Seventh, you need to make regular student loan payments. Remember, you are not eligible for student loan forgiveness until you have made 120 QUALIFYING PAYMENTS. Qualifying payments only count if they are made while under an income-based payment plan and/or a combination of standard payment plans. However, if you combine income-based and standard then the income-based payment plans must be the majority of time and you need to be employed by an eligible PSLF employer this entire time.
Eighth, you should RE-CERTIFY your EMPLOYMENT and you RENEW INCOME-BASED payment applications each year. This is fairly painless and can be done online, but you should try to renew both every year because every year you MUST apply for income-based repayment to continually be put on it. If you don’t, you will be put back on a standard payment plan that could increase your payments greatly, which could still count for PSLF, but could provide a financial burden for you.
Finally, apply for the forgiveness. After you have made your 120 qualifying payments and demonstrated you have worked for a public service employer over those 120 payments you can apply for forgiveness. Considering the first eligible people won’t be able to do it until October 2017 we aren’t sure how it will work yet. However, according to current law all student loans forgiven will be NOT be taxable income (that is an addendum from my previous post and I was mistaken. PSLF forgiveness is NOT considered taxable income by the IRS so you won’t have to pay taxes on it). That is fantastic news for many who may have tens of thousands of loans forgiven.
*Note this could change. The Obama administration has proposed capping student loan forgiveness at $57,500. However, as of yet there has been no action taken by Congress approving the measure.
Some Caveats to PSLF
Even though PSLF can be good for many there are some thing to consider.
First, you have to make 10 years of qualifying payments. 10 years of student loan payments is a LONG time and you might skip some of those payments because you make too much money or go back to school so it might not be 10 years it could be longer. That is long time to have student loan debt.
Second, you need spend a good chunk of your working life on income-based repayment. In other words, PSLF, in some respects, depresses wages (unless you have a ton of student loan debt). For example, if you are a lawyer, work as a public defender or prosecutor for less money and you want your student loans forgiven you MUST stay in that job probably for the majority of the time during your time making 120 qualifying payments to get the forgiveness. PSLF may actually provide disincentives to go out an earn a better living, at least for a short period of time in your career.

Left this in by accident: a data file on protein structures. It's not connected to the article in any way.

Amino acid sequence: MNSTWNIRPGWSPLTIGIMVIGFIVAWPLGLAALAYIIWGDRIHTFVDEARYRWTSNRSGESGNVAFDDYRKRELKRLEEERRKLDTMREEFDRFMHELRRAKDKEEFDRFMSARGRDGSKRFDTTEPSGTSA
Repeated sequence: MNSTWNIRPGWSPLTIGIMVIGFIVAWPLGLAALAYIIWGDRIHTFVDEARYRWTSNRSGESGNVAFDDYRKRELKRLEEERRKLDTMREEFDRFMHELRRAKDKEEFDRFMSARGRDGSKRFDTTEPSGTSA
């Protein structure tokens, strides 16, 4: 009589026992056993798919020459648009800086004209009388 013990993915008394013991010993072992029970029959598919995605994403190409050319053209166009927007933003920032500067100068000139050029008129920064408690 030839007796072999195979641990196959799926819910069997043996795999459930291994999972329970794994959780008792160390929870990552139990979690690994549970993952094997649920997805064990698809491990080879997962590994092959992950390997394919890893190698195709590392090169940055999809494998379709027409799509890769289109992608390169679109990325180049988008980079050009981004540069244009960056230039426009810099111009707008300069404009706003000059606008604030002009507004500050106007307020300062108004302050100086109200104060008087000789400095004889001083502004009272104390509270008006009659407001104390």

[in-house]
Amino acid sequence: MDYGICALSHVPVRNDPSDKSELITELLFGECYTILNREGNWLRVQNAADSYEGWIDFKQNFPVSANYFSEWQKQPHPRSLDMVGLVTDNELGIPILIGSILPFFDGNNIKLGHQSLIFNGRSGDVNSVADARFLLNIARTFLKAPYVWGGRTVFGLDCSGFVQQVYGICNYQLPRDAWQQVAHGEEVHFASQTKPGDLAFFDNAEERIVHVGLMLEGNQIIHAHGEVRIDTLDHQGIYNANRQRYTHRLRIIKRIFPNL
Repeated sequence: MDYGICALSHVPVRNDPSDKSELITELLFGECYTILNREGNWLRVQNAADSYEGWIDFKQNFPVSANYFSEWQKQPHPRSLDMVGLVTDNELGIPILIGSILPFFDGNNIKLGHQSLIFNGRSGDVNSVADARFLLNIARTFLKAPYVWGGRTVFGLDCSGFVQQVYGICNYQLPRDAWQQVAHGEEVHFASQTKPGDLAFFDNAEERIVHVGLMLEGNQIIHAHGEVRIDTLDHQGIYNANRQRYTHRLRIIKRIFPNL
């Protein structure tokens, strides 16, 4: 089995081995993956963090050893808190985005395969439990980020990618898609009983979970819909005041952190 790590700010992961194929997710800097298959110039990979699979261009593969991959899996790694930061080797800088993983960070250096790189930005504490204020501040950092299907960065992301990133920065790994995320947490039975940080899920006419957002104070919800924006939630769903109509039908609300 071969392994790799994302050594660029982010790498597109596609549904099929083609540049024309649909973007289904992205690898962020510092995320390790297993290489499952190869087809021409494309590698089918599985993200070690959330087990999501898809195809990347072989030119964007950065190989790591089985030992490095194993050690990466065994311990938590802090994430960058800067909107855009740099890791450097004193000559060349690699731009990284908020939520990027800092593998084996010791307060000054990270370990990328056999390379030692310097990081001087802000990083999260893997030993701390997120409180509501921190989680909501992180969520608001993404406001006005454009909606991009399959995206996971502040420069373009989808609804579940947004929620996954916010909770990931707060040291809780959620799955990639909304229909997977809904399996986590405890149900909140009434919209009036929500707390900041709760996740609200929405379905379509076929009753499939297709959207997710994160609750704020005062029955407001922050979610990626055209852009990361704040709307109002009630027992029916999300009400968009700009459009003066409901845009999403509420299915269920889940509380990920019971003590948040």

Third, government loans are the ONLY loans eligible. Private loans, even with worse interest rates, are NOT eligible for the PSLF program. You will owe money to private lenders no matter if your loans are forgiven.
Fourth, navigating the student loan application and reapplication can be a bit maddening. Some of the paperwork can be confusing and if you make a small mistake they will send it back to you to get it right. It took me 4 times for them to finally accept my paperwork.
Fifth, will PSLF actually encourage wasteful borrowing? There is no proof this is happening, but some people could borrow a bunch of student loans with the idea that they will take a job in public service and pay it off that way. The problem with that mindset is it puts you into a decade of debt slavery where your ability to buy a home, cars, save for retirement is hampered. Second, regulations could change in mid-stream making you responsible for those loans. Third, I don’t think it is good policy to encourage massive borrowing, particularly for young people who don’t know a lot about money. We need to find smarter ways to pay for higher ed. Whether that be work, free tuition for community college, more scholarship, pell grants, whatever, the point is it isn’t good for the economy to have such high student loan debt.
The Bottom Line: These are the basic steps we took to apply for PSLF. There might be a couple of others that you encounter and I certainly did not describe the websites in details or the forms needed to fill out for PSLF, but I figure if you are pointed in the right direction you most definitely figure it out. Good luck everyone.